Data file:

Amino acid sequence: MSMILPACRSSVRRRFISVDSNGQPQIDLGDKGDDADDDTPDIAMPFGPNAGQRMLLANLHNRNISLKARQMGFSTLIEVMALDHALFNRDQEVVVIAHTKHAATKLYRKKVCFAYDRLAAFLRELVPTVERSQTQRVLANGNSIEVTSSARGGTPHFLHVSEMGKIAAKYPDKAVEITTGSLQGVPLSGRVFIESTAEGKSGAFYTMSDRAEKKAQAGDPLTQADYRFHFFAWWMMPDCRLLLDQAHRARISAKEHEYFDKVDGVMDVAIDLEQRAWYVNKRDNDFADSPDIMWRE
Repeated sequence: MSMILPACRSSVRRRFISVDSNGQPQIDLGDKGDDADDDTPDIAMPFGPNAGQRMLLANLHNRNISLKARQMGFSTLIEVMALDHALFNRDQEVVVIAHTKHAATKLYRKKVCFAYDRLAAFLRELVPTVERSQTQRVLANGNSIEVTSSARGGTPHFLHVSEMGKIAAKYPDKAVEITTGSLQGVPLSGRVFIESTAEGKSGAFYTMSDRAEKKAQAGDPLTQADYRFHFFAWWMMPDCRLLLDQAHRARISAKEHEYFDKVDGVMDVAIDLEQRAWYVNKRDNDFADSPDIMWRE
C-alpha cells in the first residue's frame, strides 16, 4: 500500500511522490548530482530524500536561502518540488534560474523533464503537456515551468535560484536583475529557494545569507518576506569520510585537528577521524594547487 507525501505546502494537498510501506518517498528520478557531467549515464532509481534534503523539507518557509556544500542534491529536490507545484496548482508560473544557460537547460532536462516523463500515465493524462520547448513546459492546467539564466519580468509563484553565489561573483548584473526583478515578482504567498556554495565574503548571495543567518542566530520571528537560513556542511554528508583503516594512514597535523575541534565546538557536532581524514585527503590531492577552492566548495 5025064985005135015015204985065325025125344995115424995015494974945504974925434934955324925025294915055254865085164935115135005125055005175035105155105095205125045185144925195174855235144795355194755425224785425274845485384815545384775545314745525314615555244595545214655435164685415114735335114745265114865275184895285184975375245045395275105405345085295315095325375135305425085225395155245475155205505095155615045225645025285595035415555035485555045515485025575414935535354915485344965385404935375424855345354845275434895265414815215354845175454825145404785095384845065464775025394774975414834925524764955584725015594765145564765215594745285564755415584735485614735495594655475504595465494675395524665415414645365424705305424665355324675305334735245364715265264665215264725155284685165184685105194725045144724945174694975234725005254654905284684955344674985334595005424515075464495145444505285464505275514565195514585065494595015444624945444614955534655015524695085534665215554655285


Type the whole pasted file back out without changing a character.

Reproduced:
Amino acid sequence: MSMILPACRSSVRRRFISVDSNGQPQIDLGDKGDDADDDTPDIAMPFGPNAGQRMLLANLHNRNISLKARQMGFSTLIEVMALDHALFNRDQEVVVIAHTKHAATKLYRKKVCFAYDRLAAFLRELVPTVERSQTQRVLANGNSIEVTSSARGGTPHFLHVSEMGKIAAKYPDKAVEITTGSLQGVPLSGRVFIESTAEGKSGAFYTMSDRAEKKAQAGDPLTQADYRFHFFAWWMMPDCRLLLDQAHRARISAKEHEYFDKVDGVMDVAIDLEQRAWYVNKRDNDFADSPDIMWRE
Repeated sequence: MSMILPACRSSVRRRFISVDSNGQPQIDLGDKGDDADDDTPDIAMPFGPNAGQRMLLANLHNRNISLKARQMGFSTLIEVMALDHALFNRDQEVVVIAHTKHAATKLYRKKVCFAYDRLAAFLRELVPTVERSQTQRVLANGNSIEVTSSARGGTPHFLHVSEMGKIAAKYPDKAVEITTGSLQGVPLSGRVFIESTAEGKSGAFYTMSDRAEKKAQAGDPLTQADYRFHFFAWWMMPDCRLLLDQAHRARISAKEHEYFDKVDGVMDVAIDLEQRAWYVNKRDNDFADSPDIMWRE
C-alpha cells in the first residue's frame, strides 16, 4: 500500500511522490548530482530524500536561502518540488534560474523533464503537456515551468535560484536583475529557494545569507518576506569520510585537528577521524594547487 507525501505546502494537498510501506518517498528520478557531467549515464532509481534534503523539507518557509556544500542534491529536490507545484496548482508560473544557460537547460532536462516523463500515465493524462520547448513546459492546467539564466519580468509563484553565489561573483548584473526583478515578482504567498556554495565574503548571495543567518542566530520571528537560513556542511554528508583503516594512514597535523575541534565546538557536532581524514585527503590531492577552492566548495 5025064985005135015015204985065325025125344995115424995015494974945504974925434934955324925025294915055254865085164935115135005125055005175035105155105095205125045185144925195174855235144795355194755425224785425274845485384815545384775545314745525314615555244595545214655435164685415114735335114745265114865275184895285184975375245045395275105405345085295315095325375135305425085225395155245475155205505095155615045225645025285595035415555035485555045515485025575414935535354915485344965385404935375424855345354845275434895265414815215354845175454825145404785095384845065464775025394774975414834925524764955584725015594765145564765215594745285564755415584735485614735495594655475504595465494675395524665415414645365424705305424665355324675305334735245364715265264665215264725155284685165184685105194725045144724945174694975234725005254654905284684955344674985334595005424515075464495145444505285464505275514565195514585065494595015444624945444614955534655015524695085534665215554655285